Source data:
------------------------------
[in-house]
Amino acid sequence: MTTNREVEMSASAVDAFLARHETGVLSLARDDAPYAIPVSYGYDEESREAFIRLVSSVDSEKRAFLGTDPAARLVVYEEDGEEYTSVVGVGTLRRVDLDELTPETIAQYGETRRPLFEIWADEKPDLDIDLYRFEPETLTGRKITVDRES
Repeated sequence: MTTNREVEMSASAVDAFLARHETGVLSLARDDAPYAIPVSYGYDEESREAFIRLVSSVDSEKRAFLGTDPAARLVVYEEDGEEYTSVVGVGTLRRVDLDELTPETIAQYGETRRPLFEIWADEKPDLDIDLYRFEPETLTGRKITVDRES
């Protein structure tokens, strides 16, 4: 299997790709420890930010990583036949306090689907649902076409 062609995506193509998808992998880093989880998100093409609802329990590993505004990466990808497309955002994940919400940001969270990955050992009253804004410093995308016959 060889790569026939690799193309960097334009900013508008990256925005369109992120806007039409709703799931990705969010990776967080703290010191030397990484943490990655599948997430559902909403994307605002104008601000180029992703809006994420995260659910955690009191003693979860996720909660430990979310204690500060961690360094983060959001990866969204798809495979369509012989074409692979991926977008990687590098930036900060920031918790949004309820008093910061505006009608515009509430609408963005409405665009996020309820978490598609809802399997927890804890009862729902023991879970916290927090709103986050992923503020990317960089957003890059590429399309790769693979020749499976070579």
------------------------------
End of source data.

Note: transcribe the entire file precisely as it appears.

[in-house]
Amino acid sequence: MTTNREVEMSASAVDAFLARHETGVLSLARDDAPYAIPVSYGYDEESREAFIRLVSSVDSEKRAFLGTDPAARLVVYEEDGEEYTSVVGVGTLRRVDLDELTPETIAQYGETRRPLFEIWADEKPDLDIDLYRFEPETLTGRKITVDRES
Repeated sequence: MTTNREVEMSASAVDAFLARHETGVLSLARDDAPYAIPVSYGYDEESREAFIRLVSSVDSEKRAFLGTDPAARLVVYEEDGEEYTSVVGVGTLRRVDLDELTPETIAQYGETRRPLFEIWADEKPDLDIDLYRFEPETLTGRKITVDRES
């Protein structure tokens, strides 16, 4: 299997790709420890930010990583036949306090689907649902076409 062609995506193509998808992998880093989880998100093409609802329990590993505004990466990808497309955002994940919400940001969270990955050992009253804004410093995308016959 060889790569026939690799193309960097334009900013508008990256925005369109992120806007039409709703799931990705969010990776967080703290010191030397990484943490990655599948997430559902909403994307605002104008601000180029992703809006994420995260659910955690009191003693979860996720909660430990979310204690500060961690360094983060959001990866969204798809495979369509012989074409692979991926977008990687590098930036900060920031918790949004309820008093910061505006009608515009509430609408963005409405665009996020309820978490598609809802399997927890804890009862729902023991879970916290927090709103986050992923503020990317960089957003890059590429399309790769693979020749499976070579």